May 19, 2022 In CoinGecko, Users

CoinGecko Warn Users of ‘Suspicious Pop-Ups’ Phishing Attacks

Several popular crypto websites, including those of data aggregator CoinGecko and Ethereum block explorer Etherscan, were targeted by a large-scale phishing scam last weekend that displayed malicious pop-ups prompting users to connect their MetaMask wallets.

Security Alert: If you are on the CoinGecko website and you are being prompted by your Metamask to connect to this site, this is a SCAM. Don’t connect it. We are investigating the root cause of this issue.

— CoinGecko (@coingecko) May 13, 2022

The scam was linked to the now deactivated domain, which displayed the Bored Apes Yacht Club logo in an attempt to appear legitimate. At the time of writing, it was unclear how many users were affected and how much they lost.

🚨 We’ve received reports of phishing popups via a 3rd party integration and are currently investigating.

Please be careful not to confirm any transactions that pop up on the website.

— Etherscan (@etherscan) May 13, 2022

How the Scam Worked

According to CoinGecko, the scammers hijacked the advertising platform Coinzilla, which displays ads across a wide network of crypto-related sites, injecting malicious code that triggered the fraudulent pop-ups.

From there it was a relatively straightforward phishing scam leveraging the trust of the websites they exploited. The pop-ups would prompt users to connect their MetaMask wallets, and of course once they did their digital assets were immediately transferred to the scammers.

When the advertising code was identified as the root cause of the fraudulent pop-ups, it was deactivated on the CoinGecko website.

Advertising Code a Serious Vulnerability

Twitter user and blockchain researcher @CryptoShrine explained that this type of attack is quite common and suggests that Web3 site owners should look to move away from advertising as a primary source of revenue:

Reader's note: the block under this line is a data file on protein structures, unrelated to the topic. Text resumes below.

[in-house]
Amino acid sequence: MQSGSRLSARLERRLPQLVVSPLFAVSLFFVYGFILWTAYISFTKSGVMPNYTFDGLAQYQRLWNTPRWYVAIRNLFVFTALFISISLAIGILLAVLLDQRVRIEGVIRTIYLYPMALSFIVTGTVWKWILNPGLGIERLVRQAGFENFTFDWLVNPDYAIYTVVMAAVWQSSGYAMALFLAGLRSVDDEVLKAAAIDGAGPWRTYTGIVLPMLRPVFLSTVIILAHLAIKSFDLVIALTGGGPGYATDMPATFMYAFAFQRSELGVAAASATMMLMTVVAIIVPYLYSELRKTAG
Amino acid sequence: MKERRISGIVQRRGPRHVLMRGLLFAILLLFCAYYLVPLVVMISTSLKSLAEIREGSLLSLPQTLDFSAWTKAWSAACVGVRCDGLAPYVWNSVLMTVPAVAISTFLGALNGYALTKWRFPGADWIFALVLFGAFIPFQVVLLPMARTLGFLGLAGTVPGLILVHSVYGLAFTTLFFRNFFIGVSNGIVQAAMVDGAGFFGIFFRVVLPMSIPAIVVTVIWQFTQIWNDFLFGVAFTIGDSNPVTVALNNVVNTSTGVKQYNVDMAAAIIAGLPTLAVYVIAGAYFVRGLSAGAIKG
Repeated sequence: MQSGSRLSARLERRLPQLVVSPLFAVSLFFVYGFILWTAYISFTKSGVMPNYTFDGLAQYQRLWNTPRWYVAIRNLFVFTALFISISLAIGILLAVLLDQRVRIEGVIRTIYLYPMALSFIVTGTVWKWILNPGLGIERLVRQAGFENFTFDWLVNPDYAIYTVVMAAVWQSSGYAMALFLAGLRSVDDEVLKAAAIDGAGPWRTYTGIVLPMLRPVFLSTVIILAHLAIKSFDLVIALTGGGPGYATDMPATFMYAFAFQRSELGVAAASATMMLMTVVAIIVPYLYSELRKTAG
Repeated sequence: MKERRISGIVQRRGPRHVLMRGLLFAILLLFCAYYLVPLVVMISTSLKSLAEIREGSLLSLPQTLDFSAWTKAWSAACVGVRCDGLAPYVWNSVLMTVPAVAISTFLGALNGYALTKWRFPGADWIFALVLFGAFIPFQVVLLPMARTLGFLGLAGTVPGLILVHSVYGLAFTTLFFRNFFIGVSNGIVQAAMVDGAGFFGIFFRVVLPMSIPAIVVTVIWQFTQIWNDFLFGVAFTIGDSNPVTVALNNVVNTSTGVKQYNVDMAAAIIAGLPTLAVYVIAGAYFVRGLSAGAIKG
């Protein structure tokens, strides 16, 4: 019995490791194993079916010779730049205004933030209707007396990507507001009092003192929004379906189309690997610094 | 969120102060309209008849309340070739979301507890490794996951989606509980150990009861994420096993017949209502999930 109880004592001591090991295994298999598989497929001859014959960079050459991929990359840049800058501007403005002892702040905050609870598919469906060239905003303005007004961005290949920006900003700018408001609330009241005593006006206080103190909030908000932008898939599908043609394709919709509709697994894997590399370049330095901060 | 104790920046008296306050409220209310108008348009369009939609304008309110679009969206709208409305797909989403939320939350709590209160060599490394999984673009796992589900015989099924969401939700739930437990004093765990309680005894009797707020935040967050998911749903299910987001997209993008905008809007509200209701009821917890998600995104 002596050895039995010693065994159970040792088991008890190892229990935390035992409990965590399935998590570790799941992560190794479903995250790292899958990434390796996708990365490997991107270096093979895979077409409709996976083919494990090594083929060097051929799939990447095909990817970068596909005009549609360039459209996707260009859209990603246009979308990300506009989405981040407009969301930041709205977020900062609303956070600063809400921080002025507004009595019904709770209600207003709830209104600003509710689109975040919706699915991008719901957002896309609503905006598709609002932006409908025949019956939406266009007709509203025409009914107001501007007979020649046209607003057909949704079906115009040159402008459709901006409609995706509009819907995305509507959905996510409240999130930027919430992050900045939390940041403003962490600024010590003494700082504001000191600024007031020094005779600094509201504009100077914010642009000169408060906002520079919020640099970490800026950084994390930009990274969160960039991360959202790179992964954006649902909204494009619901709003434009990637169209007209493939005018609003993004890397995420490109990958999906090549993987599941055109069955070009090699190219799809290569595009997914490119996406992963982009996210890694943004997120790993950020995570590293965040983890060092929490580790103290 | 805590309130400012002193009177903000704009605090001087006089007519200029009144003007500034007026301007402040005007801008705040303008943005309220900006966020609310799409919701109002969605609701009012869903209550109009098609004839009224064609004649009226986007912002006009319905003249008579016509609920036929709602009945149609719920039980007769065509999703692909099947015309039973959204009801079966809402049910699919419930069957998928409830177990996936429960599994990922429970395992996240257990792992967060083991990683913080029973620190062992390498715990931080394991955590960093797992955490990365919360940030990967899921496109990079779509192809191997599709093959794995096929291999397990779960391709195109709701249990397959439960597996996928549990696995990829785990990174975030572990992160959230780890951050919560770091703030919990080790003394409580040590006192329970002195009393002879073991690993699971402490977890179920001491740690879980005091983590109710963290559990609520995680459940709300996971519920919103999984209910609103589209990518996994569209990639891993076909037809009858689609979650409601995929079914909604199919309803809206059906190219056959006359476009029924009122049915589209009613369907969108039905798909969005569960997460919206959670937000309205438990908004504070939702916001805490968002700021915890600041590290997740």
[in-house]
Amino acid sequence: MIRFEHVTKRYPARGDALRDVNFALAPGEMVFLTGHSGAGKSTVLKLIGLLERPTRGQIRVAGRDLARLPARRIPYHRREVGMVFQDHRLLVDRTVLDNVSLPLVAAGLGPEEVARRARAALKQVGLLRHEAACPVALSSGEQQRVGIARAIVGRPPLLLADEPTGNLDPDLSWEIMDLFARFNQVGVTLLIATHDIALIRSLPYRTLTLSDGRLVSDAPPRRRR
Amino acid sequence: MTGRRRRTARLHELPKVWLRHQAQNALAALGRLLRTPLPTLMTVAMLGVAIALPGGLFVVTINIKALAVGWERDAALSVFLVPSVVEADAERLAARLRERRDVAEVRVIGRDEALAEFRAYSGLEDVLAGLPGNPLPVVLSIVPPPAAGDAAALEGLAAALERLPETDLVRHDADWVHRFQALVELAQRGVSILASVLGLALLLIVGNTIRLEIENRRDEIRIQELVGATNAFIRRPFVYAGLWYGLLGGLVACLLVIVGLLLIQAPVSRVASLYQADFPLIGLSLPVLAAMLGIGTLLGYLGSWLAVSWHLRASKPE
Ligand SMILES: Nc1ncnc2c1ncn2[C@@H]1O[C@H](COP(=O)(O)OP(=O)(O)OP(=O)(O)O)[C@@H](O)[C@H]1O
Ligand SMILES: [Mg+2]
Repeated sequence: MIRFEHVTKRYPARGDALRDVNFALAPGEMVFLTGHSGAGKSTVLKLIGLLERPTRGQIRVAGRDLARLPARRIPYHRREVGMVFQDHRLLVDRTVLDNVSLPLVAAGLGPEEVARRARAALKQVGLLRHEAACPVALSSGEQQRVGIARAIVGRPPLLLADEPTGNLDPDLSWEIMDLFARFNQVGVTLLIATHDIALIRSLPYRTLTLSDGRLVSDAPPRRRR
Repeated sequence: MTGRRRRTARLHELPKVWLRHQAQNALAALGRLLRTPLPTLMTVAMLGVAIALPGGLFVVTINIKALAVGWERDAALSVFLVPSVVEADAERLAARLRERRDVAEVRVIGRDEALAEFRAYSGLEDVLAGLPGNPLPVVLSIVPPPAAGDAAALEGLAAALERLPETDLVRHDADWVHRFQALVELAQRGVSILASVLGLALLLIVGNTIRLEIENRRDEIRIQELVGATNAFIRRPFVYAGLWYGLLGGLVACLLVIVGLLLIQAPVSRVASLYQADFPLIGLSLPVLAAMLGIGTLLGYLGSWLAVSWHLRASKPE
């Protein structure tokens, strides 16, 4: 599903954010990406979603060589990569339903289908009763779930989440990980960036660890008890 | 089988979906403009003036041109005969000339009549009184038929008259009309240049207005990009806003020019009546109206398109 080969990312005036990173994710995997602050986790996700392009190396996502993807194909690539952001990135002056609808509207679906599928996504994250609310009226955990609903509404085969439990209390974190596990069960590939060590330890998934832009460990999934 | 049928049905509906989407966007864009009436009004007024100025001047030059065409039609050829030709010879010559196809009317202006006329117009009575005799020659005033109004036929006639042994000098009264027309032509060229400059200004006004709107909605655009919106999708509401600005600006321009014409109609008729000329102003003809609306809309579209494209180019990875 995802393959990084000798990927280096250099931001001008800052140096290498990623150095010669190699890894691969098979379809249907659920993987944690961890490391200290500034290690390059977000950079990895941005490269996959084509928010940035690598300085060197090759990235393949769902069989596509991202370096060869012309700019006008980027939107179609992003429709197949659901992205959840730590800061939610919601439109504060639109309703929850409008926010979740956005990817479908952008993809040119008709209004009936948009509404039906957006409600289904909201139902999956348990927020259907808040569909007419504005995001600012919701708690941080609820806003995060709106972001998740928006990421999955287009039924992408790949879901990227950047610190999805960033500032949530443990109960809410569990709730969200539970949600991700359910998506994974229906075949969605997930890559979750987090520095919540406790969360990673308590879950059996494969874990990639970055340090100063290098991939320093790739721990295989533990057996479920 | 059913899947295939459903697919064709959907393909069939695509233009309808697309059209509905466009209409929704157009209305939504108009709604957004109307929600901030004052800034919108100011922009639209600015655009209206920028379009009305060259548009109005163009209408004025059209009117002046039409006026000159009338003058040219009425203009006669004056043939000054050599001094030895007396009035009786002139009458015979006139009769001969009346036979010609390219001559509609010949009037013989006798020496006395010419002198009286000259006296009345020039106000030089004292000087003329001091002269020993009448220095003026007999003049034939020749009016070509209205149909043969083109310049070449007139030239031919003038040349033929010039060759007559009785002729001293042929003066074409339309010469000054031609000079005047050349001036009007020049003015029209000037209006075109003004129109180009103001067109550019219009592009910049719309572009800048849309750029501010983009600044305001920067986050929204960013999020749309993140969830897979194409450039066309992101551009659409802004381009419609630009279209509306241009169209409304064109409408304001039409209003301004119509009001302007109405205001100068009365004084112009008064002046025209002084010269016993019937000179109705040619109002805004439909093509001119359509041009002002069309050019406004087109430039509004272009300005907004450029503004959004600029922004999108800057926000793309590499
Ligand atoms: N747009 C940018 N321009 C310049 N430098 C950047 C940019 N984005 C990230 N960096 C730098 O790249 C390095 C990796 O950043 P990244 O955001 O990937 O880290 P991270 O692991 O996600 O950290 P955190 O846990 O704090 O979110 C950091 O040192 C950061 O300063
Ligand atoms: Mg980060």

Ideally, the web3 related site owners should generate revenue through other means than just advertising

malvertising is a well-known tactic used by attackers in web2 space and can be extended to web3 space as well

— CryptoShine (@CryptoShine) May 14, 2022

Scams of this nature can cause significant losses because they can affect many websites at the same time by piggybacking on the advertising code, and because the malicious pop-ups can appear on trustworthy websites it increases the likelihood of users falling victim.

Similar Recent Phishing Scams

As crypto has gone more mainstream in the past 18 months, the number of phishing scams has dramatically increased. Last month alone saw MetaMask issue a security alert about a phishing scam affecting iCloud users and hardware wallet provider Trezor suffer a phishing scam that exploited its MailChimp newsletter.

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  • MetaMask

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